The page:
Bolthouse Farms (Bolthouse Farms) Green Goddess Smoothie Crunch Bowl Yields: 1 bowl

1 15 oz. Bolthouse Farms Green Goddess Smoothie 1/2 avocado 1/2 cup ice Suggested Toppings: Raspberries Blueberries Sliced bananas Shredded raw coconut Granola Drizzle of honey

Combine Green Goddess Smoothie in a blender with avocado and ice and puree until smooth. Pour into bowl, top with desired toppings and drizzle with honey.

Bolthouse Farms’ new salad dressing made from yogurt


Bolthouse Farms, Bakersfield, Calif., introduced a new team of salad dressings made from yogurt and in new lower-fat and lower-calorie options.

Salsa Verde Avocado is a zesty sweet and savory dressing, while Creamy Roasted Garlic features roasted garlic with the addition of creamy yogurt. Both have 45 calories and 3.5 grams of fat or less.

Bolthouse Farms Goes Big With 1915, Adds Six New Varieties


Just nine months after launching its 1915 line of organic, cold-pressed, high pressure processed juices (HPP), Bolthouse Farms has more than doubled the number of varieties in the set, which includes a new sub-line of protein beverages that are formulated with almond milk, soymilk, and pea protein.

The introduction of the new juices follows a fast start for 1915, according to Bolthouse Farms president Scott LaPorta, who told BevNET that distribution and sales of the beverages is going “fantastically well.”

“Since late last summer and early fall, we’ve been expanding our distribution, [and] we are now up over 45 percent in ACV across the country and well on our way to over 50, pushing up to 60 percent ACV sometime in the next several months,” he said. “Velocities continue to improve on a monthly basis, and so the retail partners that have been taking it on are enthusiastically behind us.”

The addition of a protein line was a natural fit for 1915, LaPorta said, noting the 20 percent in compound annual growth rate for protein-infused varieties of super-premium beverages, including Bolthouse Farms’ Protein Plus products.

“And we’re driving that,” he said. “And as we thought about our first innovation suite in 1915 and building out that platform, we thought we would go right to one of our core strengths in our brand, and that is we are known for great tasting, functionally strong protein drinks.”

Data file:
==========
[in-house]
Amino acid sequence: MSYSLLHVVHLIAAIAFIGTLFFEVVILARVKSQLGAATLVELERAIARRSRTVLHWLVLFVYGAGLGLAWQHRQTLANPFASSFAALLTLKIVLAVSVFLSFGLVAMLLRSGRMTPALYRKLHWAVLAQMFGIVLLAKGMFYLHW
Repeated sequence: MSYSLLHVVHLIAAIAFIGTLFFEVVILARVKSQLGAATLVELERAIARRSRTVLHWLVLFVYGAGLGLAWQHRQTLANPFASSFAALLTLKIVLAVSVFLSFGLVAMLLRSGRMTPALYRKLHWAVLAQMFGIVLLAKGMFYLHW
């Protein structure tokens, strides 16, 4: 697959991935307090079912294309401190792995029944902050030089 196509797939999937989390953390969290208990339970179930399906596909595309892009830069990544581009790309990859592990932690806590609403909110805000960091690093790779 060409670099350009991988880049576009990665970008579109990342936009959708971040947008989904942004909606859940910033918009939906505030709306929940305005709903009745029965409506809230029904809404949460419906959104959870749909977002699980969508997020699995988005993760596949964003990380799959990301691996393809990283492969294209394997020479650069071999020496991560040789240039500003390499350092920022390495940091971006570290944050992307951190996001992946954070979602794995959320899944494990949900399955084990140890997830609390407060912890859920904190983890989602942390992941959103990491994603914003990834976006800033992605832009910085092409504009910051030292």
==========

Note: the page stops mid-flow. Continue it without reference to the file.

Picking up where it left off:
Packaged in the brand’s square-edged 12 oz. bottles, the 1915 Protein beverages contain 12 grams of protein and are made with no dairy. The line comes in three flavor varieties — Vanilla, Chocolate and Coffee — and will be available for sale in April.

BHF01_1915_Strawberry_HiResBolthouse Farms also unveiled three new fruit and vegetable blends, each made with six or less ingredients per bottle and no added sugar. The products include strawberry with coconut water, pear, apple and lemon, orange with carrot, pineapple, apple and lime, and grapefruit with apple, peach and raspberry. The juices will be in stores later this month.

1915 products are currently only sold in conventional grocers, however, LaPorta sees significant room for expansion into other retail channels, including club. Stores in the club channel are “looking at [1915] now,” he said.

To support new distribution, including an upcoming foray into Canada, Bolthouse Farms is adding a second production line for 1915 later this month, and is expected give the brand significant room to expand beyond its early days of “a little, entrepreneurial, boot-strapped” operation, LaPorta said.

As Bolthouse Farms increases production capacity for 1915, LaPorta sees a long runway for growth, with the brand delivering a level of freshness, flavor and functionality that consumers are increasingly demanding, and doing so at an affordable price point.